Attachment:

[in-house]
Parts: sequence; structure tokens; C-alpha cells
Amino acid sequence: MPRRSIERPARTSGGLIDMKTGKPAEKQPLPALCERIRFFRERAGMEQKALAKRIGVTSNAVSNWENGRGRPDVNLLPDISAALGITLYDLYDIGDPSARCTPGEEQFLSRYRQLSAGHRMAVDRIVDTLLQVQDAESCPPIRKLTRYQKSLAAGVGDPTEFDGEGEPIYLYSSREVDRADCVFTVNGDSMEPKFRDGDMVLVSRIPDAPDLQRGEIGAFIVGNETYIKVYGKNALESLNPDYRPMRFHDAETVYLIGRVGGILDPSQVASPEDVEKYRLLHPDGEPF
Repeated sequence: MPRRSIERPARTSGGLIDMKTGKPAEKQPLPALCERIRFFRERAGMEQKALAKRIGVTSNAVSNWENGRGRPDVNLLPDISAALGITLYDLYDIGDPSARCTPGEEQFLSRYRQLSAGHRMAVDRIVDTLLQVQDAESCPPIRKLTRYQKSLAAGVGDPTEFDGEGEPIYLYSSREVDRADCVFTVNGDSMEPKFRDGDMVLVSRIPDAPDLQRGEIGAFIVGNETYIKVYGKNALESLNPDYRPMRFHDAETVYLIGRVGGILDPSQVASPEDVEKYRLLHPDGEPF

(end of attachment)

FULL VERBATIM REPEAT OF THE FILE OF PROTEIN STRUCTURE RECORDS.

[in-house]
Parts: sequence; structure tokens; C-alpha cells
Amino acid sequence: MPRRSIERPARTSGGLIDMKTGKPAEKQPLPALCERIRFFRERAGMEQKALAKRIGVTSNAVSNWENGRGRPDVNLLPDISAALGITLYDLYDIGDPSARCTPGEEQFLSRYRQLSAGHRMAVDRIVDTLLQVQDAESCPPIRKLTRYQKSLAAGVGDPTEFDGEGEPIYLYSSREVDRADCVFTVNGDSMEPKFRDGDMVLVSRIPDAPDLQRGEIGAFIVGNETYIKVYGKNALESLNPDYRPMRFHDAETVYLIGRVGGILDPSQVASPEDVEKYRLLHPDGEPF
Repeated sequence: MPRRSIERPARTSGGLIDMKTGKPAEKQPLPALCERIRFFRERAGMEQKALAKRIGVTSNAVSNWENGRGRPDVNLLPDISAALGITLYDLYDIGDPSARCTPGEEQFLSRYRQLSAGHRMAVDRIVDTLLQVQDAESCPPIRKLTRYQKSLAAGVGDPTEFDGEGEPIYLYSSREVDRADCVFTVNGDSMEPKFRDGDMVLVSRIPDAPDLQRGEIGAFIVGNETYIKVYGKNALESLNPDYRPMRFHDAETVYLIGRVGGILDPSQVASPEDVEKYRLLHPDGEPF